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Valve brings major changes to Dota 2 with 6.84 patch

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Developer Valve's MOBA Dota 2 has finally received its first major balance changes and additions since last December with today's release of version 6.84. This patch marks the first shifts in Dota 2's meta-game in advance of August's International Dota 2 Championships, to be held in Seattle at Key Arena.

The changes introduced in this update are substantial, not unlike the leap from, say, Street Fighter 2: Championship Edition to its Hyper Fighting installment.

Valve seems to have several goals in mind with 6.84 based on its extensive patch notes and analysis from popular Dota 2-affiliated personalities. Several  popular heroes have seen "nerfs," or reductions, to their abilities, attributes and/or skills, which were made in part because of their abnormally lopsided win percentages in public match play and their appearances in competitive games. Chief among these heroes are Juggernaut, Sniper and Troll, each of whom were picked approximately 26, 42 and 26 percent of all Dota 2 matches respectively according to popular independent Dota 2 stat tracking service Dotabuff. Sniper players won an average of 54.58 percent of their matches, while Troll Warlord players won more than 57 percent of their matches.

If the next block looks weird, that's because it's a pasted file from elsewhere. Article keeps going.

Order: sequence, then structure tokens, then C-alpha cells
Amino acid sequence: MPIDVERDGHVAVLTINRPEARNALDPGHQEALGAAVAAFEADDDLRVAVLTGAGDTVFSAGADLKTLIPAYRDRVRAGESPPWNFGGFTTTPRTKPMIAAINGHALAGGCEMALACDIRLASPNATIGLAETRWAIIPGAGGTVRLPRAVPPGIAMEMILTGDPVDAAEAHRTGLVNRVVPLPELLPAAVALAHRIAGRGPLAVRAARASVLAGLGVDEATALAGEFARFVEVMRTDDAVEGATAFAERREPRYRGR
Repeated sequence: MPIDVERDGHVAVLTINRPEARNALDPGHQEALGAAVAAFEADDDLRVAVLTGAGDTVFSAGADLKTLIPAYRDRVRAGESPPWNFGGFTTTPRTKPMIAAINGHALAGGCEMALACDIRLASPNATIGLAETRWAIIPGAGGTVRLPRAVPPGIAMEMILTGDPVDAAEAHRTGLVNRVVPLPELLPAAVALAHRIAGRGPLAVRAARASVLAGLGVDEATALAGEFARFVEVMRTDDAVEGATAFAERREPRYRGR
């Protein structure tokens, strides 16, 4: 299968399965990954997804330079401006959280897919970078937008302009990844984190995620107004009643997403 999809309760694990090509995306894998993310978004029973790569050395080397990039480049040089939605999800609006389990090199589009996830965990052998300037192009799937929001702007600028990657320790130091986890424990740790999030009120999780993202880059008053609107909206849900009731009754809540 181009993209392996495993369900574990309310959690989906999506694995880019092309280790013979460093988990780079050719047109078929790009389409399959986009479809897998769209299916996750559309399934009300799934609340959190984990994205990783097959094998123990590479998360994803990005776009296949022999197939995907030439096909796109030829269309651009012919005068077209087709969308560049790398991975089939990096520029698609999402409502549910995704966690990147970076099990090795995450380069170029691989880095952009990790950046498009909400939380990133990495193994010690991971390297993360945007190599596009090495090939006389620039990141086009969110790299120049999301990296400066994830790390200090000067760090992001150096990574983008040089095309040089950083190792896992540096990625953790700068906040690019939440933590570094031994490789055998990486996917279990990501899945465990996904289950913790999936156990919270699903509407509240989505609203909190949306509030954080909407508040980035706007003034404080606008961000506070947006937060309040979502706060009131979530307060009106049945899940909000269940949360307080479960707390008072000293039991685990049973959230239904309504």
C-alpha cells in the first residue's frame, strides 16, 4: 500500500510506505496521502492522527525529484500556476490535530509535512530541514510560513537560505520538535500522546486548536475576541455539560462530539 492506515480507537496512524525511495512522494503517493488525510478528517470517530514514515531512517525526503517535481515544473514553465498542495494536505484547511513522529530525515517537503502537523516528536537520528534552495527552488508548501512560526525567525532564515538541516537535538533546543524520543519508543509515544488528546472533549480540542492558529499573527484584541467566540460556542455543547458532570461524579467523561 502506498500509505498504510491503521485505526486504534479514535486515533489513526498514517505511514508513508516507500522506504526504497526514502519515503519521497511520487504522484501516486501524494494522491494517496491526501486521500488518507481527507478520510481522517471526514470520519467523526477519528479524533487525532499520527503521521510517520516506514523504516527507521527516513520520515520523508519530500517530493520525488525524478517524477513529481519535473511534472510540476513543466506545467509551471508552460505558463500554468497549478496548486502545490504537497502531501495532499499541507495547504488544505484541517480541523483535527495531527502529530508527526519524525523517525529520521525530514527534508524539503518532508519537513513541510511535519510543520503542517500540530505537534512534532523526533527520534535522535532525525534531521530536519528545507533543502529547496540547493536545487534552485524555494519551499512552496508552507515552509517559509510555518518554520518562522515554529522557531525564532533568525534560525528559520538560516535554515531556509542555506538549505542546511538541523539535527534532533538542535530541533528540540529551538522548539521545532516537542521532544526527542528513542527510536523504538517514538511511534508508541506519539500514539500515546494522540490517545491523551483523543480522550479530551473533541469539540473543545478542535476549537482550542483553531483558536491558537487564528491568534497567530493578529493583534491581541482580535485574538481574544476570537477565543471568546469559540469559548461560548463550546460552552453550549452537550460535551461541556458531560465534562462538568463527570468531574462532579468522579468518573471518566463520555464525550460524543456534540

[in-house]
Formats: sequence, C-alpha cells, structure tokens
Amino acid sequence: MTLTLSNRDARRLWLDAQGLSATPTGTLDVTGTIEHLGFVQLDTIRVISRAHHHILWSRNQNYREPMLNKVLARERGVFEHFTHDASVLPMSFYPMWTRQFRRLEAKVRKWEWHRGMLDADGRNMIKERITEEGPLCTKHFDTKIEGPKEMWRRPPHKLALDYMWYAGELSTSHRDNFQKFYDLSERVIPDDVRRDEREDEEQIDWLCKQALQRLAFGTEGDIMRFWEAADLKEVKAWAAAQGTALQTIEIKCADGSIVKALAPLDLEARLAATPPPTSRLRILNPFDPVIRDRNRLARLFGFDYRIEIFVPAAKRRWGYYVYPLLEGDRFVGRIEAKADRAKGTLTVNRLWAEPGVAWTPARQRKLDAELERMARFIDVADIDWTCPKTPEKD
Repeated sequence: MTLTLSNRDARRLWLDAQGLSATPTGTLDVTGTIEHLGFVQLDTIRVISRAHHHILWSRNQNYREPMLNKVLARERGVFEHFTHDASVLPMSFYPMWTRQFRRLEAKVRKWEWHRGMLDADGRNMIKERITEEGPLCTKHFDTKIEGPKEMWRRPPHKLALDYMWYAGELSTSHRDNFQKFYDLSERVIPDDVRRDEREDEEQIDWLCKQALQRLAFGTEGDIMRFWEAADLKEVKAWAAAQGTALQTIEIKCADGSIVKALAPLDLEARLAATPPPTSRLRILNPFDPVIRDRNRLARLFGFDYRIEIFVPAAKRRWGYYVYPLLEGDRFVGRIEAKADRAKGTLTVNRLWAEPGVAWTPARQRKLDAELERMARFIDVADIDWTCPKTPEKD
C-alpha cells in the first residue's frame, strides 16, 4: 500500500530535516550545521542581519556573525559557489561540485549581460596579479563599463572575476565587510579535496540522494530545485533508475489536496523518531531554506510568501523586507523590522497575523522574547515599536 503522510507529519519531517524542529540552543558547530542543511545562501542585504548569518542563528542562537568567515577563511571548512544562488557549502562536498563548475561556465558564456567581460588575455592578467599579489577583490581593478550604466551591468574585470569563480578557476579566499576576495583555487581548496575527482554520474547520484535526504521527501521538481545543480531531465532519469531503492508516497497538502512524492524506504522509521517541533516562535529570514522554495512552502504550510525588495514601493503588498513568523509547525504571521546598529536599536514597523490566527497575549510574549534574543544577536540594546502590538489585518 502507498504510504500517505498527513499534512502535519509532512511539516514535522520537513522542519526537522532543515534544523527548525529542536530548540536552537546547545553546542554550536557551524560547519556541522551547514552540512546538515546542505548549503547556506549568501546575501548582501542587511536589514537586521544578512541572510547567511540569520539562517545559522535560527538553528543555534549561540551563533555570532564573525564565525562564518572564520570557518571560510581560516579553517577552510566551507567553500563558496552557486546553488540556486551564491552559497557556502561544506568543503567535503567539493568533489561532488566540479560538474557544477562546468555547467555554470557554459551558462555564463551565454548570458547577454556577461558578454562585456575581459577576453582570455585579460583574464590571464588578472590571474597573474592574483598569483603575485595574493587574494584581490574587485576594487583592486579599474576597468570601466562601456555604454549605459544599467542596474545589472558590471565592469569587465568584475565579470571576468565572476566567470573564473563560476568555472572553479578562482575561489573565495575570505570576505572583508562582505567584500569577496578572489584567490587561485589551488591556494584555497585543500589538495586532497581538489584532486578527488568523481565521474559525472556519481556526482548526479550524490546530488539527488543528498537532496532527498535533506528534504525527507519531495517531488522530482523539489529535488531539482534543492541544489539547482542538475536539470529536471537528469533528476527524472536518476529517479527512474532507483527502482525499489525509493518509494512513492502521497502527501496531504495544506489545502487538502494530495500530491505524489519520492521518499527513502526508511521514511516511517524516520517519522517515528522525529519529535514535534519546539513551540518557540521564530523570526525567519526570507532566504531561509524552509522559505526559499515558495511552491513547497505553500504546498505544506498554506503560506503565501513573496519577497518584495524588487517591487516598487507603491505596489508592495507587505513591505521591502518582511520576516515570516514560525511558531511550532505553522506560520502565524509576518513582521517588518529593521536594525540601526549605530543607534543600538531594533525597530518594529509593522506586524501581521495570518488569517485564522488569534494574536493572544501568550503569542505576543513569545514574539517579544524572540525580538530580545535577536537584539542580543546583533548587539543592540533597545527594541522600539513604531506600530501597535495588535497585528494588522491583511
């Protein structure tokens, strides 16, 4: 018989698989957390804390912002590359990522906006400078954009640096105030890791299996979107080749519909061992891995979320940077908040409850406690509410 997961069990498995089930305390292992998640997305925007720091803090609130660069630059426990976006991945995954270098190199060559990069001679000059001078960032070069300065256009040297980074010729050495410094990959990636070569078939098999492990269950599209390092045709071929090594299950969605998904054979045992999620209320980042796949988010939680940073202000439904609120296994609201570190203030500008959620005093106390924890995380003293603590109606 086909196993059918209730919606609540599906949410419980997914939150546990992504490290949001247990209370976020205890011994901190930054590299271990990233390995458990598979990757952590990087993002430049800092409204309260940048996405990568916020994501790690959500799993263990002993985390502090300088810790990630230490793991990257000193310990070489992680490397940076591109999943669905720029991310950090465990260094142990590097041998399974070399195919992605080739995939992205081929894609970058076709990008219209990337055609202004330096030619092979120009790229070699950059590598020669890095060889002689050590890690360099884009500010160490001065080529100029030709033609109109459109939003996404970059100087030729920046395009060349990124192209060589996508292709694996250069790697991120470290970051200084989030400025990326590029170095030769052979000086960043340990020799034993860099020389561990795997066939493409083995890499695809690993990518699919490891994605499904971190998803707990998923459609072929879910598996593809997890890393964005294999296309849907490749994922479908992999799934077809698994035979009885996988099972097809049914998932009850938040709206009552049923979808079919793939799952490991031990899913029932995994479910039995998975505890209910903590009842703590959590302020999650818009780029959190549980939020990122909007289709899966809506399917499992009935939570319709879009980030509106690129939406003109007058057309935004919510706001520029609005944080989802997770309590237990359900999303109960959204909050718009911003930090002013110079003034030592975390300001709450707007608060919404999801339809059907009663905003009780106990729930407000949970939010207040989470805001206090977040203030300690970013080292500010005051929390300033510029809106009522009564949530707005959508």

While some heroes had their abilities reduced, numerous others were given new abilities or had their existing powers retooled, continuing trends set last year with the 6.81 update, which introduced additional skills tied to in-game item Aghanim's Scepter.

Valve has also added eight new items to the in-game item shop, with an apparent emphasis on new kinds of item progression for games that go longer. This is likely in response to the increase of game time presented by the last several Dota 2 updates, which in turn has exposed certain characters lower power ceilings in comparison to others. Reactions to the patch notes seem hopeful that more characters are more viable later in longer games, opening up Dota 2's hero pool for competitive play.

But Valve's changes also include a scaling back of the colloquially known "comeback mechanic," a set of formulas that change the amount of gold and experience awarded to heroes depending on their levels and the worth of their in-match gear. Complaints have been building in the competitive community that the previously standard system amounted to a rubber band that punished winning teams for their later mistakes too severely.

Today's patch is expected to establish a new baseline for Dota 2 in advance of TI5. Meanwhile, TI5's "Compendium," a virtual program for The International Dota 2 Championship, part of whose proceeds will go toward the event prize pool, is expected to go on sale soon.